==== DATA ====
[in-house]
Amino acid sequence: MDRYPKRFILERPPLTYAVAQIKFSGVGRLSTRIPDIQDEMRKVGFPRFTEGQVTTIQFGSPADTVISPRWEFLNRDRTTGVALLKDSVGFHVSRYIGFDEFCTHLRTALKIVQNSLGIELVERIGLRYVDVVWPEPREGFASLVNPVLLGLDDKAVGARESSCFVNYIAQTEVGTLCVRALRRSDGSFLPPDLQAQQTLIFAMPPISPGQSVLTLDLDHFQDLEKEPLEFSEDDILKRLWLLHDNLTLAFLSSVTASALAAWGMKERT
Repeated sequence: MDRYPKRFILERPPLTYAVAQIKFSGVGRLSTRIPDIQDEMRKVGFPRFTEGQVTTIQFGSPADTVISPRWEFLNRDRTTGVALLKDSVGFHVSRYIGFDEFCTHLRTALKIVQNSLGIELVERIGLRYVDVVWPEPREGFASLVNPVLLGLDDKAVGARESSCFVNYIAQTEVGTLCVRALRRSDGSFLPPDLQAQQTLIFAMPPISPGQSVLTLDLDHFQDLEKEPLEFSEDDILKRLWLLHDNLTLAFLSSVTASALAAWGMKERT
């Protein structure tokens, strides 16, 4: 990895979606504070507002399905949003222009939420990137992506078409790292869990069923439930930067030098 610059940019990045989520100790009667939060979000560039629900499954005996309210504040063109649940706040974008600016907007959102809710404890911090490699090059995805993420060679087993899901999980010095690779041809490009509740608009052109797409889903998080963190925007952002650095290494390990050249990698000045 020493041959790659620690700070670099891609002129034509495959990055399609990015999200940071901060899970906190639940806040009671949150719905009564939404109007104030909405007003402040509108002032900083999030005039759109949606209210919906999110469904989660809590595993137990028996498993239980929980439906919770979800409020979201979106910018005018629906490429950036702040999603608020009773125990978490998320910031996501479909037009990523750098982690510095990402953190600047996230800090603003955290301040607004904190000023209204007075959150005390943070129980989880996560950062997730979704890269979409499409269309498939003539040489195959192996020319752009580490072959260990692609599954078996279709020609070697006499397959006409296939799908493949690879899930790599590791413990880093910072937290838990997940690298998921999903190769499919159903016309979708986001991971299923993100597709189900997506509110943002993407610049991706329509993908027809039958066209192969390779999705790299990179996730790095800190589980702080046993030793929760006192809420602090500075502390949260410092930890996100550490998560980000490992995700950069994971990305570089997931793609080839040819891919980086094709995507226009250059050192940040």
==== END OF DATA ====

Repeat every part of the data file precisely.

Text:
[in-house]
Amino acid sequence: MDRYPKRFILERPPLTYAVAQIKFSGVGRLSTRIPDIQDEMRKVGFPRFTEGQVTTIQFGSPADTVISPRWEFLNRDRTTGVALLKDSVGFHVSRYIGFDEFCTHLRTALKIVQNSLGIELVERIGLRYVDVVWPEPREGFASLVNPVLLGLDDKAVGARESSCFVNYIAQTEVGTLCVRALRRSDGSFLPPDLQAQQTLIFAMPPISPGQSVLTLDLDHFQDLEKEPLEFSEDDILKRLWLLHDNLTLAFLSSVTASALAAWGMKERT
Repeated sequence: MDRYPKRFILERPPLTYAVAQIKFSGVGRLSTRIPDIQDEMRKVGFPRFTEGQVTTIQFGSPADTVISPRWEFLNRDRTTGVALLKDSVGFHVSRYIGFDEFCTHLRTALKIVQNSLGIELVERIGLRYVDVVWPEPREGFASLVNPVLLGLDDKAVGARESSCFVNYIAQTEVGTLCVRALRRSDGSFLPPDLQAQQTLIFAMPPISPGQSVLTLDLDHFQDLEKEPLEFSEDDILKRLWLLHDNLTLAFLSSVTASALAAWGMKERT
């Protein structure tokens, strides 16, 4: 990895979606504070507002399905949003222009939420990137992506078409790292869990069923439930930067030098 610059940019990045989520100790009667939060979000560039629900499954005996309210504040063109649940706040974008600016907007959102809710404890911090490699090059995805993420060679087993899901999980010095690779041809490009509740608009052109797409889903998080963190925007952002650095290494390990050249990698000045 020493041959790659620690700070670099891609002129034509495959990055399609990015999200940071901060899970906190639940806040009671949150719905009564939404109007104030909405007003402040509108002032900083999030005039759109949606209210919906999110469904989660809590595993137990028996498993239980929980439906919770979800409020979201979106910018005018629906490429950036702040999603608020009773125990978490998320910031996501479909037009990523750098982690510095990402953190600047996230800090603003955290301040607004904190000023209204007075959150005390943070129980989880996560950062997730979704890269979409499409269309498939003539040489195959192996020319752009580490072959260990692609599954078996279709020609070697006499397959006409296939799908493949690879899930790599590791413990880093910072937290838990997940690298998921999903190769499919159903016309979708986001991971299923993100597709189900997506509110943002993407610049991706329509993908027809039958066209192969390779999705790299990179996730790095800190589980702080046993030793929760006192809420602090500075502390949260410092930890996100550490998560980000490992995700950069994971990305570089997931793609080839040819891919980086094709995507226009250059050192940040």